Q. How should I respond to a child (12yo) who is always late (takes too long to get dressed, takes long showers, keeps skipping breakfast because she takes too long to get ready for school) and she responds: “I am lazy”. What can I do to assist her in being more motivated to be on time?
A. The cause of being late likely has one of three motivating factors. Motivating her to be on time will require a dig into why she is always late rather than focusing on simply the fact that she is. The phrase “she takes too long” leads me to think that you are setting an expectation that she cannot meet right now—and making a judgement that she is wrong. We typically look at behavior and define it as good or bad and react to the behavior accordingly. In doing so we miss the most important factor: what provoked the behavior.
To determine what the motivating factor is in this case, you want to know:
1) Is it school she is resisting?
2) Is the transition from home to school difficult?
3) Is it her innate slow temperament?
1) If this is new behavior, and she hasn’t had trouble with transitions in the past, then I would suspect a school-related problem. Is she being bullied, feeling stupid in comparing herself to her classmates, experiencing school or social anxiety? Is social media playing apart and causing friend problems and depression?
Especially with a tween or teen, getting her to share what’s happening is very tricky, especially if she suspects you would tell her what she should do about her problem or worse, somehow make it her fault (Well, if you would just do such and such that wouldn’t happen…) Start by making connecting statements, not questions, like: It seems to me that your morning lateness may be a resistance to getting to school for some reason. It makes me wonder if something has changed, something has gotten harder for you at school. Period. No requirement for an answer. She can take it in and remain quiet.
Something like this may need to happen a few times. Eventually, I’m feeling disturbed by this pattern of lateness and am very concerned that something is going on that you don’t want to tell me about. I get it that you don’t want me telling you what to do. And I also promise you that I am here to listen when you’re ready. Still not questions.
If you feel you have a good connection, you can move into questions. She won’t feel threatened if she trusts you. If she answers your questions and you get to the bottom of it move into problem solving. What do you wish would happen? How do you think you can get there? Is there something you wish you could say that you don’t think you can? Would you like my help or do you want to handle it on your own? Etc.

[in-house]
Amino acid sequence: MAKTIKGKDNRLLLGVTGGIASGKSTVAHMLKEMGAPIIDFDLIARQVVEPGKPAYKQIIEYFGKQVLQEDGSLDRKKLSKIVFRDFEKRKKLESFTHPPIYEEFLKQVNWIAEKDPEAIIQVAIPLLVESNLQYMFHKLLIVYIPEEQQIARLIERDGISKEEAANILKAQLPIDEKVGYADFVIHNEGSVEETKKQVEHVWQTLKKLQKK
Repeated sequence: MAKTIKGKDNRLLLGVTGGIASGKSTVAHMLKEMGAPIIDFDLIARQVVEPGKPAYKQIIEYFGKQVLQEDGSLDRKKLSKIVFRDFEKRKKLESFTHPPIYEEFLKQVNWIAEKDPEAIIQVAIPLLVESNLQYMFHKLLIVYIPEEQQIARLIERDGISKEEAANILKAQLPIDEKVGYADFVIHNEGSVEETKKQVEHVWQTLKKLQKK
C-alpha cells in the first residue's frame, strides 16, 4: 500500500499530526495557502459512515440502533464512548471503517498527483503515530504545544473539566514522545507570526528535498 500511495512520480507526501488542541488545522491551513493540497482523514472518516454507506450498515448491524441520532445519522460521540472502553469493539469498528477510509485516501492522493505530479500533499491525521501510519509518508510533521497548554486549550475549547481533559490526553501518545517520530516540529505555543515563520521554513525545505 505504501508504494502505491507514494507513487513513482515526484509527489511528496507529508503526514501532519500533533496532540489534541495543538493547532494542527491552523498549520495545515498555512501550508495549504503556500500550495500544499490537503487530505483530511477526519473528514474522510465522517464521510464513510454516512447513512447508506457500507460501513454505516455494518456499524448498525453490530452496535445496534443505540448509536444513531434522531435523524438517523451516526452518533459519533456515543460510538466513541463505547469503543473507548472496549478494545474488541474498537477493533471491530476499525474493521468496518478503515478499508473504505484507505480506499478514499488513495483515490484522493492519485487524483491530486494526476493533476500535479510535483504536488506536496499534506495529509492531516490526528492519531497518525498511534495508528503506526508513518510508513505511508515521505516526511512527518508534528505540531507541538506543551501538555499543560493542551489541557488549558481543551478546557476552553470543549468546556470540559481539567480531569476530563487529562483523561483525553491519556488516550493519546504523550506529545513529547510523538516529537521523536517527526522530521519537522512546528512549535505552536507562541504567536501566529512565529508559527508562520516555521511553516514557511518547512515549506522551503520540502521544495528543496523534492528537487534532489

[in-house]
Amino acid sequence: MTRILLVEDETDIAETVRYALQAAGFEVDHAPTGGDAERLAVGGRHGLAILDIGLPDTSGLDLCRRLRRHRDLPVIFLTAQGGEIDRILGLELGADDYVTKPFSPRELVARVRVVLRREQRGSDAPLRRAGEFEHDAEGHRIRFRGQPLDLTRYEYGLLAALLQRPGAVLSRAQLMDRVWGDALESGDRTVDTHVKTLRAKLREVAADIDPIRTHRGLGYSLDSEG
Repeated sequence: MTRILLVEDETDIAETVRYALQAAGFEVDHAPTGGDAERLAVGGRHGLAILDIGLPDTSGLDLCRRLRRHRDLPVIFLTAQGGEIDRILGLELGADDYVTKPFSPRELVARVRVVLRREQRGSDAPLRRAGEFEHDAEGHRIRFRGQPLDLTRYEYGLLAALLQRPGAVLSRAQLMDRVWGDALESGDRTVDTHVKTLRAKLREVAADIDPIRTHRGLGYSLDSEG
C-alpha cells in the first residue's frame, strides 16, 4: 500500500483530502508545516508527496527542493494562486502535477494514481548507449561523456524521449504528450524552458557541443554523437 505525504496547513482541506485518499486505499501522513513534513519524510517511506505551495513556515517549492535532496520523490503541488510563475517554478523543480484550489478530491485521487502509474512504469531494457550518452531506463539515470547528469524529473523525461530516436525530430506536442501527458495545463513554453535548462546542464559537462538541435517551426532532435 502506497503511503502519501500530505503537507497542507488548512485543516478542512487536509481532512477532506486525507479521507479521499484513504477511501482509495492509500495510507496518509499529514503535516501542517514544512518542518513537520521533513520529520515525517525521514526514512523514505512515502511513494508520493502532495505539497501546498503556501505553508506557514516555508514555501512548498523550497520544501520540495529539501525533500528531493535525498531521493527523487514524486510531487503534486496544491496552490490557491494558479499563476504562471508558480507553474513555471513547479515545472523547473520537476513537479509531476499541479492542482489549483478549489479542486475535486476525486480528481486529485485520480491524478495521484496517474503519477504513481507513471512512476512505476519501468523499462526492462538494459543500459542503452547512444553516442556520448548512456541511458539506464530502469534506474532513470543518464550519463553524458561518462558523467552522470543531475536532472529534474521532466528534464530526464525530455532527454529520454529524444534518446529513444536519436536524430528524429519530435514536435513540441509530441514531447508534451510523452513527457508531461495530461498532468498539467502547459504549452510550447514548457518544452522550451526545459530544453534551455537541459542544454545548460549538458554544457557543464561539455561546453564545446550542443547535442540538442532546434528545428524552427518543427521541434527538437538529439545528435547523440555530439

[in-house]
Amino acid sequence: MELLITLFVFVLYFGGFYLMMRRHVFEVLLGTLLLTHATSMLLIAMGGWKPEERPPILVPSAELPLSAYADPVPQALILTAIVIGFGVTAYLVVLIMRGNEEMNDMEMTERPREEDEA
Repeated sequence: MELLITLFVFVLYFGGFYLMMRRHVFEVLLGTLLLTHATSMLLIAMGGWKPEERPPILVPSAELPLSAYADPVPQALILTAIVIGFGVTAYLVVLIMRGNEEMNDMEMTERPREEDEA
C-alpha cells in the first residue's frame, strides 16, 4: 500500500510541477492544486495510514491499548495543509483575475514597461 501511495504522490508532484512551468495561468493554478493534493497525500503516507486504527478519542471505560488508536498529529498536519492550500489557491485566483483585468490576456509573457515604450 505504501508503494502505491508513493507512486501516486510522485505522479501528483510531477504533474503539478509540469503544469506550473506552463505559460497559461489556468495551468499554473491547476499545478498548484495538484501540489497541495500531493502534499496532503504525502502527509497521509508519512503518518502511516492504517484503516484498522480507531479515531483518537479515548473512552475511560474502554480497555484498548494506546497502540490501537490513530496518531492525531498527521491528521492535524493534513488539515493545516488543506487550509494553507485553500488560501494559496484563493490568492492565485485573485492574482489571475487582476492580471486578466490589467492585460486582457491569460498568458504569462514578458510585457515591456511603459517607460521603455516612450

2) If she has a hard time with transitions, it’s a gear-change issue. For many kids it’s almost torture to leave where they are and what they’re doing and get their heads in gear for a different environment—even if they want to be where they’re going. In this case you want to give the actual leaving process more time. Start out by discussing how the morning routine doesn’t seem to be working for either of you. Ask her how much time she would ideally like to have between waking up and getting out the door. Give her full control of how she handles that time, but ask her to tell you her routine. Ask her if she wants your help with any of it. With a younger child you would come up with the routine together and find a way for her to check off things as they get done.
If she says she doesn’t want to go, let her know she doesn’t have a choice about going but she does have a lot of other choices within the parameters of getting to school. See if you can list those choices with her. Let her know that you understand that sometimes what goes on in her head feels out of her control and needs a virtual wrench to get those stiff gears in motion.
3) If she has always been a slow mover, the most important thing for you is to adjust your expectations. It’s not that she won’t move faster, it’s that she can’t. Her internal system just moves at a slower pace. If she feels pressured to hurry, she may dig in her heels and slow down even more. If her temperament is not understood, she will take criticism of her slowness personally and decide she must be lazy.
She reminds me of my daughter who always took her time to do anything. I’m a fast mover and was always trying to get her to speed it up until I learned about slow vs active temperaments from Mary Sheedy Kurcinka’s book, “Raising Your Spirited Child”. She does things slowly and with observation. Things in her path can be distracting. What you can do is make sure she has more time (you too) so she doesn’t feel rushed and wrong. If she says she’s lazy, she’s getting that message even if the words aren’t said. You need to adjust to her before she will adjust to you.